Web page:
Prof Mike Byram

The stimulus for my interest in ‘researching multilingually’ has been a constant concern in the back of my mind as I have supervised doctoral students from numerous countries. They were obliged to write in a foreign language, English, even though they collected and analysed data in another language, usually their first or dominant language. The translation of their data had to be treated as unproblematic if they were not to get lost in writing their thesis by going down pathways of reflection on the nature of translation or, when reflecting on their own thought processes, the relationship of language and thought.

It was only when one student, Shu Hsin Chen from Taiwan, found herself interviewing some of her teacher informants in English and others in Chinese, that she and I – but mainly she – began to take the issue into her thesis. Talking about this with Richard Fay – as he describes in another place on this website – led to the first exploratory seminar. So at last the concern at the back of my mind has come to the front – with the energetic decision of the others in the team, especially Prue Holmes, to obtain some funding to take the issues further.

If I now look back at my own research in another language, I see two approaches. When I was researching my PhD on Danish literature I could quote all I wanted in Danish while writing in English, as British universities seem to insist. I could do this because I knew my examiners and any other future readers would be able to read both languages. However, I had to provide everything in translation when I turned it into a book for the anglophone world, without the Danish original since the publishers thought it not necessary. Nonetheless, this included a fascinating experience of translating poetry with the help of a professional poet.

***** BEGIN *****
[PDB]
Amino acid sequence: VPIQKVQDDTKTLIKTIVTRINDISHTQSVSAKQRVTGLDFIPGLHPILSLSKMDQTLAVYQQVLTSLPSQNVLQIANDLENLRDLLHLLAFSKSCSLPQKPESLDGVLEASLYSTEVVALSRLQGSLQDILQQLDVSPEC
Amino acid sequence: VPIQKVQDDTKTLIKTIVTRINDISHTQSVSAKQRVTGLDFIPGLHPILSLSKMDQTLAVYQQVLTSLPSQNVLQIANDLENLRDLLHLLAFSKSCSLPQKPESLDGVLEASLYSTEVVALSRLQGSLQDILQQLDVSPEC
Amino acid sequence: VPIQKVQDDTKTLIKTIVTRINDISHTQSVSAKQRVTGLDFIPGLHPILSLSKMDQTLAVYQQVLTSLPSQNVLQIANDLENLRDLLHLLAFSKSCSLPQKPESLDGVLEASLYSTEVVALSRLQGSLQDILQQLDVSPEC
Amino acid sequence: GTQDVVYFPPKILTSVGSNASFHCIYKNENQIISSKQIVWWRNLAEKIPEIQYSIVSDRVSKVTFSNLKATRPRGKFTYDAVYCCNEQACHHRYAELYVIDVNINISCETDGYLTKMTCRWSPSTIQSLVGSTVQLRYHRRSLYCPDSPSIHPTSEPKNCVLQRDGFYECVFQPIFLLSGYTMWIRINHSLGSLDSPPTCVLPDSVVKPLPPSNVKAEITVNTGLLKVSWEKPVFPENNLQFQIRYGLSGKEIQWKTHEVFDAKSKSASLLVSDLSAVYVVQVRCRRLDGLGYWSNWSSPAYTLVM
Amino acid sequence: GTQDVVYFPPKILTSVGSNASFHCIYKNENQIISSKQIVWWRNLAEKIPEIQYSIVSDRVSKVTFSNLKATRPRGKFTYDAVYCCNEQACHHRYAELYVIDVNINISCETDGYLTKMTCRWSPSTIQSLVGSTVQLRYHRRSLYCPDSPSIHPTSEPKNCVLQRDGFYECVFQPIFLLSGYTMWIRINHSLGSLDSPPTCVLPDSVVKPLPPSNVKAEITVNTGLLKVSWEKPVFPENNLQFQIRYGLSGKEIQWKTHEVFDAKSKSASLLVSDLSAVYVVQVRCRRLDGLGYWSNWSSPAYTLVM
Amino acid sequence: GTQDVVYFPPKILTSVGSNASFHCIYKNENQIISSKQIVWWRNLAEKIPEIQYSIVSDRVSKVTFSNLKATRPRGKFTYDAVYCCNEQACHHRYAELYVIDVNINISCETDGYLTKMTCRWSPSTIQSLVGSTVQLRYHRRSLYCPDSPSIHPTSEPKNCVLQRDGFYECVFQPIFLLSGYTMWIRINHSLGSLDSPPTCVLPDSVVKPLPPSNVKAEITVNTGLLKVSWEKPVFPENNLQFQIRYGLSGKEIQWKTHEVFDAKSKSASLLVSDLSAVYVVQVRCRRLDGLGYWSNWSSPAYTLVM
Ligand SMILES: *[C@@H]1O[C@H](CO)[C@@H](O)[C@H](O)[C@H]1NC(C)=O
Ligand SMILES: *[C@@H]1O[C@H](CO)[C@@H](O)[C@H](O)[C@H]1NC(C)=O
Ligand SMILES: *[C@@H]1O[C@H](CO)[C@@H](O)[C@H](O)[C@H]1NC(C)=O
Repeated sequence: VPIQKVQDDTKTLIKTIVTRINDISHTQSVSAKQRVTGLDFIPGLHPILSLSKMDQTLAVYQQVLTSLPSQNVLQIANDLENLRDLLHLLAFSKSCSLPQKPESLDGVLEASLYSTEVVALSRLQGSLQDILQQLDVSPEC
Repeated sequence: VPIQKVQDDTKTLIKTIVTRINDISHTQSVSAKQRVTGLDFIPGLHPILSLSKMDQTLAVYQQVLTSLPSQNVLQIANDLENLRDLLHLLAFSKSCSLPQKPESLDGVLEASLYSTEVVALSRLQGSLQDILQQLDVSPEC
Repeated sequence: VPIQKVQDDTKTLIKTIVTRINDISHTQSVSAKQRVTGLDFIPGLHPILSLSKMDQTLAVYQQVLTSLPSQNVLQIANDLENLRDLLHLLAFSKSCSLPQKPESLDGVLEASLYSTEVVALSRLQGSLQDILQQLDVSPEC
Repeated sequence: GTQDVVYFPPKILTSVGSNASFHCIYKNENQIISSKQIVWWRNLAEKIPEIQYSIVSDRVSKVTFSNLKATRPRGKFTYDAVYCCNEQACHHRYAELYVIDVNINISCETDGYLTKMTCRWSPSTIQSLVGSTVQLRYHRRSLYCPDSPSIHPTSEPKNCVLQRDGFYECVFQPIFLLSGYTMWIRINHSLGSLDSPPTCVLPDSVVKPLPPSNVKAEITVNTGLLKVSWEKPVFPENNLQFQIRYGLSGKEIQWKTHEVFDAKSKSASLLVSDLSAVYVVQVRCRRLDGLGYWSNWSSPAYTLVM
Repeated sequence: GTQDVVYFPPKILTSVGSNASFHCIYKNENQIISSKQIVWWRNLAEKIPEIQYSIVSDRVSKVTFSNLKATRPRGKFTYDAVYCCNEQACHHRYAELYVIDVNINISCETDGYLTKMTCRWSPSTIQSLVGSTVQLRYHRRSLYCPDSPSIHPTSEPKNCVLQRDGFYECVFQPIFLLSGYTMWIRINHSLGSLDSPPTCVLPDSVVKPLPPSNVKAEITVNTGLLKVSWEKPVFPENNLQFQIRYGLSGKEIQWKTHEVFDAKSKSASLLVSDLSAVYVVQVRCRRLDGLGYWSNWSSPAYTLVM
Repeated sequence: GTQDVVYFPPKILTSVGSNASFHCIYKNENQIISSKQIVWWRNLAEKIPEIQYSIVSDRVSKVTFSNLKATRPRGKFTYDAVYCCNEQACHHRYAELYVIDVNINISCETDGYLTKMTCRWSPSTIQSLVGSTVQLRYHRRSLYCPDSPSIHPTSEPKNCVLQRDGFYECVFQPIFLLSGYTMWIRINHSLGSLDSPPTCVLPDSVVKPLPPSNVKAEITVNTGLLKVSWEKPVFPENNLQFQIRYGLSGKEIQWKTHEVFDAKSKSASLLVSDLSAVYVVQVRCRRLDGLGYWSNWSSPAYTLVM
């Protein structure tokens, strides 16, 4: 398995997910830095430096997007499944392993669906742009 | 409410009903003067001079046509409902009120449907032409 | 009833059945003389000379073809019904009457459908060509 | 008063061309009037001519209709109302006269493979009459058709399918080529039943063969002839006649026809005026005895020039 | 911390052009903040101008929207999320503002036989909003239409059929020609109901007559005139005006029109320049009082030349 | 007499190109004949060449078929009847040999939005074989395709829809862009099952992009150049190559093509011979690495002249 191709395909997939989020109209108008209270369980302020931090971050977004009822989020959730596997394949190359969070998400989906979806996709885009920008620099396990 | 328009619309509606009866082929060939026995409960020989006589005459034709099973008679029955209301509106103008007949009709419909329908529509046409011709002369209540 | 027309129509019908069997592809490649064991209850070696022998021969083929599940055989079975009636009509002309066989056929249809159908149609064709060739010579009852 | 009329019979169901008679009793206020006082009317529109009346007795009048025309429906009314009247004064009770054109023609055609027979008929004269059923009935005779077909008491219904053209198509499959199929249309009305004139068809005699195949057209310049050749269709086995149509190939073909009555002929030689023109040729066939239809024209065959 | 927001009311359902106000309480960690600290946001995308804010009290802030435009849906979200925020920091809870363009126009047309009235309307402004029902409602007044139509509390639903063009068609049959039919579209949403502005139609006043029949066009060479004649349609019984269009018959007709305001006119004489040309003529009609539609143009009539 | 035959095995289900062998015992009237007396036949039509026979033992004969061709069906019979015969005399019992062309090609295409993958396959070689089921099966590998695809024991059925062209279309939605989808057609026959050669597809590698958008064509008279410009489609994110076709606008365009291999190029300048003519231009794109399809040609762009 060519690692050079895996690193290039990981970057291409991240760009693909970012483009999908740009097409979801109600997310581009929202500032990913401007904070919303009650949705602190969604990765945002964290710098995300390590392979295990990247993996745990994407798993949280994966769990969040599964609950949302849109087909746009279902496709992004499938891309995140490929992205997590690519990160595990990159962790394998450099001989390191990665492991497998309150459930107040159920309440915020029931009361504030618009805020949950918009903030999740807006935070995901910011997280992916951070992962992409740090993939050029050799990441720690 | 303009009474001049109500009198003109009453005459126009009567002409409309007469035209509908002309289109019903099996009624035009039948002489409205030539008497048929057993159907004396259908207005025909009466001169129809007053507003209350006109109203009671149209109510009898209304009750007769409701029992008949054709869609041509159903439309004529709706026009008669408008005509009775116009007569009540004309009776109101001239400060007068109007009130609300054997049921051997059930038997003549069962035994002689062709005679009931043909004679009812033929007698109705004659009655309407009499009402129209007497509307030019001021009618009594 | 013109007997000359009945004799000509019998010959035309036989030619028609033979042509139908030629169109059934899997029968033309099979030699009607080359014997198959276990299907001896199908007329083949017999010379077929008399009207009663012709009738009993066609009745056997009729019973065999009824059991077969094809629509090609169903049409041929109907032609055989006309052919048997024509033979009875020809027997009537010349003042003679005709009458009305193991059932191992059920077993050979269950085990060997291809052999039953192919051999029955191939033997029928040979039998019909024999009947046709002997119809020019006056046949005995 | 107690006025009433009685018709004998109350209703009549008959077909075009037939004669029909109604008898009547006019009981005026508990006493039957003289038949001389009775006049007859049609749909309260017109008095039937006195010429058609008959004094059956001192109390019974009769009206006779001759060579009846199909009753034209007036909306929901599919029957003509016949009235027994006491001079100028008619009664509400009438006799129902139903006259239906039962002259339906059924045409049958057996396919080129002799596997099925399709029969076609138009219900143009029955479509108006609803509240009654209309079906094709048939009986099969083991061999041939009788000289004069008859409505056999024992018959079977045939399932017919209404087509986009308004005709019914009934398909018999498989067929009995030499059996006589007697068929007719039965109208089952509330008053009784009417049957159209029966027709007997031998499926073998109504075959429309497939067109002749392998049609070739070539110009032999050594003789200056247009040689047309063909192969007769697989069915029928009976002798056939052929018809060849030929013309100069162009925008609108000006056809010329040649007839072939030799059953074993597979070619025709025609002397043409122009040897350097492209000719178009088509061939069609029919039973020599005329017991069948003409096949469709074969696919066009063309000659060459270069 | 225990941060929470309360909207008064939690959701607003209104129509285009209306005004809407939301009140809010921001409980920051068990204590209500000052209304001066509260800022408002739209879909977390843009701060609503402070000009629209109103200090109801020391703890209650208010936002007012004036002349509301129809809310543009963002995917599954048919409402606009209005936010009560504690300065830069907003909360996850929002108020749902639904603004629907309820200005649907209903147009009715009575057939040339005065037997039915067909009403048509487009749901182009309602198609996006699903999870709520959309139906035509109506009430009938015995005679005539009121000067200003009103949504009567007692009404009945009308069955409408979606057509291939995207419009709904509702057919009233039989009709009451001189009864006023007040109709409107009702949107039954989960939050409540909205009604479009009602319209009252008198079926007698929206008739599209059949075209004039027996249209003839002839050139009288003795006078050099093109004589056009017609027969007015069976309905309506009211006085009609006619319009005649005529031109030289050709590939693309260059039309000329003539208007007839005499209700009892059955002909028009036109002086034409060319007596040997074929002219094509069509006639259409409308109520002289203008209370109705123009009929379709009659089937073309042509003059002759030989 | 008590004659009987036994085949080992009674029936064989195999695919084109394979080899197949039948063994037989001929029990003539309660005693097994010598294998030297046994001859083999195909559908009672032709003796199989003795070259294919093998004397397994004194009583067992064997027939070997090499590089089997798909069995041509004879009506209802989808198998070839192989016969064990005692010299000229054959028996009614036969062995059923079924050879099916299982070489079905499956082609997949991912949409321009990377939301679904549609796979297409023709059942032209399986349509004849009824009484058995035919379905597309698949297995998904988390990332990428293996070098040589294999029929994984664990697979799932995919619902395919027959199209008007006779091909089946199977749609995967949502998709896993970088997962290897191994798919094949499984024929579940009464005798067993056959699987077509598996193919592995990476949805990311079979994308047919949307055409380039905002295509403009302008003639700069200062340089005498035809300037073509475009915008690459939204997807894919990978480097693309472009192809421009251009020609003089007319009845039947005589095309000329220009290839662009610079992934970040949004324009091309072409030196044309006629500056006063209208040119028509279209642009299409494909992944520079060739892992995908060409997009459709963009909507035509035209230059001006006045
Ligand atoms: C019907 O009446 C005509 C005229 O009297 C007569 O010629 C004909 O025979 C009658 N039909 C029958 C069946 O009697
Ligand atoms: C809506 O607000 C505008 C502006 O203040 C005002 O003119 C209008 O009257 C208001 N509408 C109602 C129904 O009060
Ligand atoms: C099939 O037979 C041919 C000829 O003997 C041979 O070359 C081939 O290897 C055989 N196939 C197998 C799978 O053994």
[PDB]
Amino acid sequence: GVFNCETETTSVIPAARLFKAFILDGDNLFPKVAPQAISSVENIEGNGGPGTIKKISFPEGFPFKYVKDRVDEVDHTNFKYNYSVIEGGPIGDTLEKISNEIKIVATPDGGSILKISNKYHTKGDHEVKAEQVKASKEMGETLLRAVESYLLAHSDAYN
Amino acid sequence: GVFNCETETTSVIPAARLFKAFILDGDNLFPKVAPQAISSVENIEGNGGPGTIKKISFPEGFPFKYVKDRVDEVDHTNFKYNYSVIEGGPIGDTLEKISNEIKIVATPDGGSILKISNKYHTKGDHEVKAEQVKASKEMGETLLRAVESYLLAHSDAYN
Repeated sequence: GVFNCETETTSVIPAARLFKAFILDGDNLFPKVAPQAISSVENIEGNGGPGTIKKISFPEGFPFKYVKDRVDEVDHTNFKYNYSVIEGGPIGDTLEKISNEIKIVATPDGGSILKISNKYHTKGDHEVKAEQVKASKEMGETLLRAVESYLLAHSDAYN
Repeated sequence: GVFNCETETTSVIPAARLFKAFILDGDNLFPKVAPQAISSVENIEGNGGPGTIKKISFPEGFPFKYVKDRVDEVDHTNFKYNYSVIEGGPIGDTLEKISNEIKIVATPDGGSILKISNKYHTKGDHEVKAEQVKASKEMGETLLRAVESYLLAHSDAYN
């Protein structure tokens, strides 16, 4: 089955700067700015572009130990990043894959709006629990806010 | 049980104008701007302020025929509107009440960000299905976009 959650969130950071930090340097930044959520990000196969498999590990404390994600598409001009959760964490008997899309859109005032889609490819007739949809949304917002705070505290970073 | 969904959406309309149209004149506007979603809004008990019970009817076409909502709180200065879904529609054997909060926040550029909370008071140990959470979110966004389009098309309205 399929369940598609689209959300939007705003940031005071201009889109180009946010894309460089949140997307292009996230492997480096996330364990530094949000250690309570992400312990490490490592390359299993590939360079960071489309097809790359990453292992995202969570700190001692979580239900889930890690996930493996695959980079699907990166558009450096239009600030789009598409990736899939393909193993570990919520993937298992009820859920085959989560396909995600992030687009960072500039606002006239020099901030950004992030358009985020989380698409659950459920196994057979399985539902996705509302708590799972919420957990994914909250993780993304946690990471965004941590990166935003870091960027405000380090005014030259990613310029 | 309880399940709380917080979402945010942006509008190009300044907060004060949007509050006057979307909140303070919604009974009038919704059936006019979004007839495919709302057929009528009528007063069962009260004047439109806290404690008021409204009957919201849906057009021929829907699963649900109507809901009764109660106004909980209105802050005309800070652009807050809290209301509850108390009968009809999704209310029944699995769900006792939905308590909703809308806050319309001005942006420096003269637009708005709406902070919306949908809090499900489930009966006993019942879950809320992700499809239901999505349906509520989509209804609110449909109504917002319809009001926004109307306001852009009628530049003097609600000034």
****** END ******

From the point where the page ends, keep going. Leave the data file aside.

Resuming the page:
When I was writing my first book on education – the education of a German minority in Denmark – I provided all quotations in German with an English translation in parallel. I was trying to make the story of the minority known to English-speaking readers without betraying the words of my interviewees. That back-of-the-mind concern was there too.

Whenever the theme came momentarily to the front, and I tried to suggest some reading for my supervisees, I realised there was little or nothing available in textbooks on research methods. So I am now very glad to be involved in this project which I am sure will put the issues firmly on the agenda for all researchers and those who supervise research.